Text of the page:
Almost every organization in the world would prefer to have someone reliable and relatively unskilled at the desk than someone highly skilled but unreliable. The reliable person might not be able to produce amazing things, but when you ask them for something, they’ll produce it; they’ll also be there when you need them. The unreliable person? They might produce something great, but they also might just produce nothing at all.
What can you do to improve your reliability?
- Show up. A big part of success is simply showing up. Yes, everyone wakes up sometimes with a desire to not go into work. Everyone has days where they’d rather hang out around the house than work. A reliable person goes in anyway, and in doing so becomes more valuable in their workplace.
- Keep track of the things asked of you and fulfill them promptly. Maintain a to-do list and spend your time working through that list as efficiently as you can. Put a priority on things that other people are relying on to do their own work.
- Don’t waste time. There’s always something you could be doing, even during the down times. Work on tasks that will make it easier to deal with the challenges during the busy times. Keep your workplace organized. Build skills.
Be a Good Listener, Especially in Meetings
Yes, many workplace meetings are incredibly boring. Most of the time, you’d rather be anywhere else, doing anything else. Of course, it’s that very unwanted nature of meetings that makes them such a valuable place to be.
All you have to do to stand apart from the pack is pay attention when you’re meeting with others, whether it’s a one-on-one meeting or a large group meeting. Stay as focused as you possibly can on the moment and react naturally to what you see and hear.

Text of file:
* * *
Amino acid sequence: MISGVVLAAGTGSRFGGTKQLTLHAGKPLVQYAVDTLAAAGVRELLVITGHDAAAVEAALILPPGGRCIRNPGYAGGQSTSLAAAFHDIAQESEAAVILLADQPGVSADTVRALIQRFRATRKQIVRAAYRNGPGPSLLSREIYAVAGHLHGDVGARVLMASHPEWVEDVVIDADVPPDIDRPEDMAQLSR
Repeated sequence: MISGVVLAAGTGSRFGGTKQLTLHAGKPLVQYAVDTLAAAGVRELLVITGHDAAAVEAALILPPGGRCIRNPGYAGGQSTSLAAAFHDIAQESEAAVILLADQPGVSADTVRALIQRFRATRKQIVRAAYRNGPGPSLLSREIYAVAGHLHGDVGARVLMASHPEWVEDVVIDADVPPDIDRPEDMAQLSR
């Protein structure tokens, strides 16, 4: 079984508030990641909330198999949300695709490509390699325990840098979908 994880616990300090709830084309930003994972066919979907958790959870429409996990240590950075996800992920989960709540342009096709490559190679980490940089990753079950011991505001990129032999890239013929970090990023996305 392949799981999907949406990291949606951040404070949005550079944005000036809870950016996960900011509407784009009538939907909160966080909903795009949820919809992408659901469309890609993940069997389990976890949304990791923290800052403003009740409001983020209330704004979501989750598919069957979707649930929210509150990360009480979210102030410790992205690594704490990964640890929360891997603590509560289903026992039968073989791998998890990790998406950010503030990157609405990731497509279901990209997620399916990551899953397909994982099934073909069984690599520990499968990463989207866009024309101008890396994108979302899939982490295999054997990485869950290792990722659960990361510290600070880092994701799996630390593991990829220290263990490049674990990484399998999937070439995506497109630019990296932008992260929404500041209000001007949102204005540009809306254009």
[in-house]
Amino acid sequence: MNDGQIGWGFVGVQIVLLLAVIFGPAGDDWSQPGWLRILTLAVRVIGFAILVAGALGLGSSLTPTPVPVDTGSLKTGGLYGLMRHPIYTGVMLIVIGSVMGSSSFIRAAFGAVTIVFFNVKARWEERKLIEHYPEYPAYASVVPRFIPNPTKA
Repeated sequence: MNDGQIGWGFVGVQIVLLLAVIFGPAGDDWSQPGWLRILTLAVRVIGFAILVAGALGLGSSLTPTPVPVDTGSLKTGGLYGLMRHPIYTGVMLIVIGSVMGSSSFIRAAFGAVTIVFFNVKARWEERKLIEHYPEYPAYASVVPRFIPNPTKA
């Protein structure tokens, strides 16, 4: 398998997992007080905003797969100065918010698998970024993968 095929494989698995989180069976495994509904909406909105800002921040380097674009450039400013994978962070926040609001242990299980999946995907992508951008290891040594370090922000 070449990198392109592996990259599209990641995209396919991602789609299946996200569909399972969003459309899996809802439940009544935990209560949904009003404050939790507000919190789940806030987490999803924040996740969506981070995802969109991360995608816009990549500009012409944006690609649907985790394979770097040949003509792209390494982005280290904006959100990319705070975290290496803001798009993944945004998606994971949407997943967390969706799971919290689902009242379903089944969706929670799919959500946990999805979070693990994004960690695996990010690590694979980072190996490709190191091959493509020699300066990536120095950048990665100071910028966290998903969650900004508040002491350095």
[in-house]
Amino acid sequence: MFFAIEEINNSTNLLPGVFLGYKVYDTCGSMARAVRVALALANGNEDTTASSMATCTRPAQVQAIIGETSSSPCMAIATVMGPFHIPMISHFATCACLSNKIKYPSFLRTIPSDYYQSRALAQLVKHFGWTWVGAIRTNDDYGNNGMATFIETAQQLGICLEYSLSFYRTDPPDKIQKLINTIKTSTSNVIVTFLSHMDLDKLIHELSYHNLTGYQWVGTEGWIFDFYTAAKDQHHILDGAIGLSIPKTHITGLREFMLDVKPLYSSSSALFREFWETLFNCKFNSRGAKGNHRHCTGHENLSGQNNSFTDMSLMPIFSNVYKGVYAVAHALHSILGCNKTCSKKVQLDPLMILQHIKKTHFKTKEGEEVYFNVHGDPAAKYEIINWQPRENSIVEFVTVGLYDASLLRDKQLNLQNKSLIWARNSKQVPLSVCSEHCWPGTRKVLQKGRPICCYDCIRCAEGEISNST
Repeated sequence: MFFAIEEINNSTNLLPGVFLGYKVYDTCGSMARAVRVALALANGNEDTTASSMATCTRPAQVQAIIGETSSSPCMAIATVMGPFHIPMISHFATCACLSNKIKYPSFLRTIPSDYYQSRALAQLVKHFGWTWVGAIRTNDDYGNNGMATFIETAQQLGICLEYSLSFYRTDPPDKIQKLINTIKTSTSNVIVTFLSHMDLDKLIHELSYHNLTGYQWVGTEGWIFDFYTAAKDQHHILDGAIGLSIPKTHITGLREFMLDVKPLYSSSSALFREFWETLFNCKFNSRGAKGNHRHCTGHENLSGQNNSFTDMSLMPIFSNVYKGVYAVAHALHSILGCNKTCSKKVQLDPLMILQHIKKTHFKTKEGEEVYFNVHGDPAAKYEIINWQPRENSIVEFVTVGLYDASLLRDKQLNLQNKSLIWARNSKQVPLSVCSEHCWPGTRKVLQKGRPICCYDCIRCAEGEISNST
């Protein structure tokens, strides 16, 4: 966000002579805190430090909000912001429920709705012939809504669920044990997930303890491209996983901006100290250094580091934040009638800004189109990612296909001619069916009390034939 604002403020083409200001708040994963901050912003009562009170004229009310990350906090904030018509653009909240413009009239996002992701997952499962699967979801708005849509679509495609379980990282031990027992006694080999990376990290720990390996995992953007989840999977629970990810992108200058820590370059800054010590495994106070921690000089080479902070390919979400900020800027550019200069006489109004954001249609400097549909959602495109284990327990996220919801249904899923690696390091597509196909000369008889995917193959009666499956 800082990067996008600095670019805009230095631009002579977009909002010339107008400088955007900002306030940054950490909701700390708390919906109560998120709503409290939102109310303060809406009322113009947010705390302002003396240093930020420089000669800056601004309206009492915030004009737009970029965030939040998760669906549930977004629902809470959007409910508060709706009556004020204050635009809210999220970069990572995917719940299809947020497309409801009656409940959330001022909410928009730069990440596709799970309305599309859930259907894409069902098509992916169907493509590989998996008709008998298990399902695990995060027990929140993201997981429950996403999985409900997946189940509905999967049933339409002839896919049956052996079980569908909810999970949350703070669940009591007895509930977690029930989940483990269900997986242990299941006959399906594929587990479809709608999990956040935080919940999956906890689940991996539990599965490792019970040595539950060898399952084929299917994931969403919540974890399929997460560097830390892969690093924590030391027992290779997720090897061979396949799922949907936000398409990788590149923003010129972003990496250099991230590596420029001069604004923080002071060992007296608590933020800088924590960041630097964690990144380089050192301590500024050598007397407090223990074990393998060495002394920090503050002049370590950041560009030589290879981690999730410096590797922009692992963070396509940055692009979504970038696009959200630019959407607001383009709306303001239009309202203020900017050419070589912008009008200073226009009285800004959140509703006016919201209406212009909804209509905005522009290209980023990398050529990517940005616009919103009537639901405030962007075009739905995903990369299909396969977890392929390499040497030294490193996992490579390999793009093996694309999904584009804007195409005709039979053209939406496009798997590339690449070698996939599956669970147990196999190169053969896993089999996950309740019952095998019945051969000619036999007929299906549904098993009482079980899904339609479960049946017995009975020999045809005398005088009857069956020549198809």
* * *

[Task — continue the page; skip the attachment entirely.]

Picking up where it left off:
Here are three specific steps that are well worth taking.
- Ask questions. Whenever someone is presenting something and you’re unclear as to what they’re talking about in any way, ask about it. There is no such thing as a stupid question, period. Not only does it give you the information you need, it also keeps the presenter on his or her toes.
- Take notes. If I’m supposed to be at a meeting, there’s usually a reason for it, even if it’s not obvious to me. Thus, I consider whatever is being discussed or presented at a meeting to be worthwhile and important, even if it doesn’t seem to be. My usual solution is to have a pocket notebook or a hard-backed steno notebook and a pen with me and I take notes on anything and everything that might be remotely relevant to me. I then look over those notes later and see whether or not there’s really anything there I need to take action on. If I can find even a thing or two, then I’m a step or two ahead of the game.
- Follow up. If you find yourself with questions after reading through your notes, follow up and ask those questions. Not only, again, does it provide you with more information, it also provides a great opportunity to build a professional connection with a coworker or a supervisor.
Step Up to Unwanted Tasks and Challenges
There are always tasks that people don’t want to take on. Few people relish speaking in public. Few people like leading small groups. Few people like being in charge of collaborative reports. Few people like cleaning up the worst messes.